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Amanda DiSilvestro

Directories Aren’t Dead: How to Work With Niche Directories the Right Way

Amanda DiSilvestro

Directories have been given a bad name for a quite a few years now. And the recent Matt Cutts announcement about link building risks, as well as the constant news of directories being shut down by Google, hasn’t helped.

All of the buzz surrounding directories lately has surely scared off quite a few companies from ever using a directory again. Unfortunately, this mentality is causing many to miss out on all of the great opportunities that directories can still offer. You don’t have to be scared; you just have to be smart.

How to find a quality directory to help your SEO efforts

quality-directoryDirectories are easy ways to improve your SEO by building links, but even more so because they help you get your company name out there in front of a targeted audience. The key is finding quality directories in your niche. CEO of WidgetWare Myles Golden wrote an article that claimed that directory links are dead; now it’s about niche directories, and I think this mentality is spot-on.

In most cases, these directories will be paid, but this should, in theory, be the only aspect of link building that will cost you anything. Of course, just because a directory is paid does not mean it is quality. There are several different things you need to do to find a quality directory in your industry so that you don’t fall into the all-too-common directory trap:

  • Look for directories with a Page Authority of 25 or higher. This shouldn’t be your only factor for assessing a site, but it’s a good start.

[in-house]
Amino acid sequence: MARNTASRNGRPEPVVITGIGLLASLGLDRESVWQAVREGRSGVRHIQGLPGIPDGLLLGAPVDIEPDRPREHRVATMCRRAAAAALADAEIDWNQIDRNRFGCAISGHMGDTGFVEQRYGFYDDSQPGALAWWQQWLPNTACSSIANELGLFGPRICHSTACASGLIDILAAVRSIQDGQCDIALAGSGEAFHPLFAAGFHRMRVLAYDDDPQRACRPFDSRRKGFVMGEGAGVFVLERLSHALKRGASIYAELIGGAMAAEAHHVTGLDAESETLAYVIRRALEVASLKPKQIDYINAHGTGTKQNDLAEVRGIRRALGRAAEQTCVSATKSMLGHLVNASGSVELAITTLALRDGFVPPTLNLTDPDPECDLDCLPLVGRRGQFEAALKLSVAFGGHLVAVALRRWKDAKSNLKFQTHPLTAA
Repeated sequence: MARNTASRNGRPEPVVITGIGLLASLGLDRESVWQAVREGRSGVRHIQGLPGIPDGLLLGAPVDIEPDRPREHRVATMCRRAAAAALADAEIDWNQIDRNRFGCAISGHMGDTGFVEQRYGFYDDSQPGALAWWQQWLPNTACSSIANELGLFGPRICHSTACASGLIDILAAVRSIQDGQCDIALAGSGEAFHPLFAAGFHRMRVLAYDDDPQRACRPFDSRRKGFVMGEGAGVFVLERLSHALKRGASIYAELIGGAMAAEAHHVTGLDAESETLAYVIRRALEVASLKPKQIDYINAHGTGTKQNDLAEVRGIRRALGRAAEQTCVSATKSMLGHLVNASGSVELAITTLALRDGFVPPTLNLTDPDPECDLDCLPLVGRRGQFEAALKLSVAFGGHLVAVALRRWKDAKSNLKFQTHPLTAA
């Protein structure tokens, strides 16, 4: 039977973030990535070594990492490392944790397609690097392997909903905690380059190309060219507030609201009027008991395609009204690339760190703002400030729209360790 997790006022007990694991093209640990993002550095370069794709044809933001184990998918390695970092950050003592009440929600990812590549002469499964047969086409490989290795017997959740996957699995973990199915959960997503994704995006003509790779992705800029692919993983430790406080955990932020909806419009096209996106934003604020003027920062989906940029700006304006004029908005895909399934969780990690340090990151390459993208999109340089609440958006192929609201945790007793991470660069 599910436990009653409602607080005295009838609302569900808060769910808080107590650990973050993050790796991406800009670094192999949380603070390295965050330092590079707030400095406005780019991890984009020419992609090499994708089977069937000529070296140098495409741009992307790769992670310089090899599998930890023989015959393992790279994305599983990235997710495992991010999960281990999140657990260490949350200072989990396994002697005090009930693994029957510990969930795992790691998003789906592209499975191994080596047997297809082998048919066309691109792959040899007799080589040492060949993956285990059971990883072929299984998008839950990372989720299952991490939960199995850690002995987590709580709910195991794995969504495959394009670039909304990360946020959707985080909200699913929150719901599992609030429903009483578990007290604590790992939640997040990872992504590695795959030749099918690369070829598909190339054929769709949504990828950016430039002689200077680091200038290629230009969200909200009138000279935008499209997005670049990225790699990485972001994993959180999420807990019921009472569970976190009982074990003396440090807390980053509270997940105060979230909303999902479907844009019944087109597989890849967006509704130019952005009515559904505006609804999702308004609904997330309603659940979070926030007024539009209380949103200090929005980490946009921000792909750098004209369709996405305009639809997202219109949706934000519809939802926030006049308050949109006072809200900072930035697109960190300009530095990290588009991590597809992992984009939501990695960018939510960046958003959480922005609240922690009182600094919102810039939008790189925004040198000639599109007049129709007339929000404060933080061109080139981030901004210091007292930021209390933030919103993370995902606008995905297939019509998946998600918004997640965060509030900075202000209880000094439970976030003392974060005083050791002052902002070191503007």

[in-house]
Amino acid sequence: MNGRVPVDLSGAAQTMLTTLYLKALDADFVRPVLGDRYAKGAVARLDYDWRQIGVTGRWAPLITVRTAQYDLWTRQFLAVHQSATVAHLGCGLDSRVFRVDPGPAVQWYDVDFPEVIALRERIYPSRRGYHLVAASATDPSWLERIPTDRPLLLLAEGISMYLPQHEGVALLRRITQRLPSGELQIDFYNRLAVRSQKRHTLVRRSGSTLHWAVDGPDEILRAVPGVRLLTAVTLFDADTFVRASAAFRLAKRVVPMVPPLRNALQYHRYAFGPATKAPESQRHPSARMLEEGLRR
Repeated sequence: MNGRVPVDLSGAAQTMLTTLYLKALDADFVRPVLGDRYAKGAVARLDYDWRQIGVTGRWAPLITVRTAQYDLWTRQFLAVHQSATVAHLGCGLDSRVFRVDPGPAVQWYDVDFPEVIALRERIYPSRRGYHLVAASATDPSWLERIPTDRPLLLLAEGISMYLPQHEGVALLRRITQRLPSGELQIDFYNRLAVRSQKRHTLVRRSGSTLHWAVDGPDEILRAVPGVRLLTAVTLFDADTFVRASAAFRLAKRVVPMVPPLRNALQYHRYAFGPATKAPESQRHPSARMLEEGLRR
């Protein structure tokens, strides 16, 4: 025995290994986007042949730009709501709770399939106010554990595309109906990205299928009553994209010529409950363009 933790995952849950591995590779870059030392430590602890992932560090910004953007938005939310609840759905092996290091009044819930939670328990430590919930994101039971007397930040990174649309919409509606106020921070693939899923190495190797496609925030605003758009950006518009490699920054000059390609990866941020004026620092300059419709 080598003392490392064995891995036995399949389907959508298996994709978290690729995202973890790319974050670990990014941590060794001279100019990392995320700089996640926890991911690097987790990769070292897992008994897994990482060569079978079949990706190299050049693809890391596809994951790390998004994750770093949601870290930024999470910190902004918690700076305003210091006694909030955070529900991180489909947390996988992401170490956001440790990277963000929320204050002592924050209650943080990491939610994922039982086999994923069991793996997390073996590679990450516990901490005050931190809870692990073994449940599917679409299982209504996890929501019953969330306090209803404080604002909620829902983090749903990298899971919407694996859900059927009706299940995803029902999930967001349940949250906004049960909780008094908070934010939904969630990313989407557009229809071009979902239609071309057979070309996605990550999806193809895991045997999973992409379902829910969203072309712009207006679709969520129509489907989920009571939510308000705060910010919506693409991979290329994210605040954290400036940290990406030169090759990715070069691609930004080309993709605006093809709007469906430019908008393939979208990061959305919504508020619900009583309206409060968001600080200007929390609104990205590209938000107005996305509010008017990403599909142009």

• Consider downloading SEOquake and then sorting directories by links or indexed pages by clicking the “?” in the SEOquake bar.
  • Dave Davies, CEO of Beanstalk SEO Services, actually recommends searching for more general terms first and then using your browser’s “Find” function to search for the word directory. This will help you narrow down results that maybe don’t rank for the term “directory,” which is a good thing.
  • Never give a reciprocal link! This shouldn’t be required from a good directory.
  • Extra Tip: A niche directory should be more than just links. When evaluating a site, look to see if there are images and other content that helps educate people about your particular industry. This isn’t absolutely necessary, but it’s a definite good sign you’re visiting something of quality.

When you do find a good niche directory, consider submitting articles or posting in any comments or forums to really get yourself involved beyond just one link back to your company. You’ll most likely have a profile; so the more active you are the better your company looks to those visiting the directory.

It’s hard to recommend directories because they need to be specific to your niche (and there are so many niches out there), but there are a few general directories that have a reputation as being safe including Yahoo, DMOZ and BOTW (Best of the Web).

These directories are really more for link juice and a credibility boost, so I wouldn’t expect to get a lot of traffic from any of the directories listed above. Work on finding niche-specific directories first, and then consider getting involved with one of the above three assuming they’re still in good standings with Google (that can change at any time!).

Let us know your thoughts on directories and how they should be used correctly in the comments below. Do you think it’s best to just avoid them altogether because they may be penalized in the future, or do you think we’ll be able to keep some quality options on the web?

Author bio:

Amanda DiSilvestro gives small business and entrepreneurs SEO advice ranging from keyword density to recovering from Panda and Penguin updates. She writes for HigherVisibility, a nationally recognized SEO agency that offers online marketing services to a wide range of companies across the country. Her last article for SEMrush was "3 YouTube Success Strategies Your Company Isn’t Using."

Amanda DiSilvestro gives small business and entrepreneurs SEO advice ranging from keyword density to recovering from Panda and Penguin updates. She writes for the nationally recognized SEO firm HigherVisibility.com that offers online marketing services to a wide range of companies across the country.

Comments

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Andy Kuiper - SEO Analyst
Andy Kuiper - SEO Analyst
Good tips Amanda :-) it's always best to be safe and careful with directory links :-)
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